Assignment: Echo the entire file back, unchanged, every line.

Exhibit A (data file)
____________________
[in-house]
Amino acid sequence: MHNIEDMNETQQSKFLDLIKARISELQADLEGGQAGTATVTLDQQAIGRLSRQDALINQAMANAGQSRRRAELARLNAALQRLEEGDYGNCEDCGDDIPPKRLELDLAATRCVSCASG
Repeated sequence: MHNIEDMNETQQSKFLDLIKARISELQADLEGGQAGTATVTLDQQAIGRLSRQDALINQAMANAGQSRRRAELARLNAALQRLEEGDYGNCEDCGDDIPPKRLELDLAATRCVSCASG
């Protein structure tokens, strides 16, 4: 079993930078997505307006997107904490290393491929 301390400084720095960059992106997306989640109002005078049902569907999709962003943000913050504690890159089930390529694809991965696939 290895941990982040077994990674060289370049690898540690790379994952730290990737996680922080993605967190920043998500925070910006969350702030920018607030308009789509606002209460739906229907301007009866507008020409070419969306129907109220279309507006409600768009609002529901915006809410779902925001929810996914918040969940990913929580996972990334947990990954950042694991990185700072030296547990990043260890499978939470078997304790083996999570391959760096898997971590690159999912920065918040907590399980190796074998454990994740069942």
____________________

[in-house]
Amino acid sequence: MHNIEDMNETQQSKFLDLIKARISELQADLEGGQAGTATVTLDQQAIGRLSRQDALINQAMANAGQSRRRAELARLNAALQRLEEGDYGNCEDCGDDIPPKRLELDLAATRCVSCASG
Repeated sequence: MHNIEDMNETQQSKFLDLIKARISELQADLEGGQAGTATVTLDQQAIGRLSRQDALINQAMANAGQSRRRAELARLNAALQRLEEGDYGNCEDCGDDIPPKRLELDLAATRCVSCASG
């Protein structure tokens, strides 16, 4: 079993930078997505307006997107904490290393491929 301390400084720095960059992106997306989640109002005078049902569907999709962003943000913050504690890159089930390529694809991965696939 290895941990982040077994990674060289370049690898540690790379994952730290990737996680922080993605967190920043998500925070910006969350702030920018607030308009789509606002209460739906229907301007009866507008020409070419969306129907109220279309507006409600768009609002529901915006809410779902925001929810996914918040969940990913929580996972990334947990990954950042694991990185700072030296547990990043260890499978939470078997304790083996999570391959760096898997971590690159999912920065918040907590399980190796074998454990994740069942």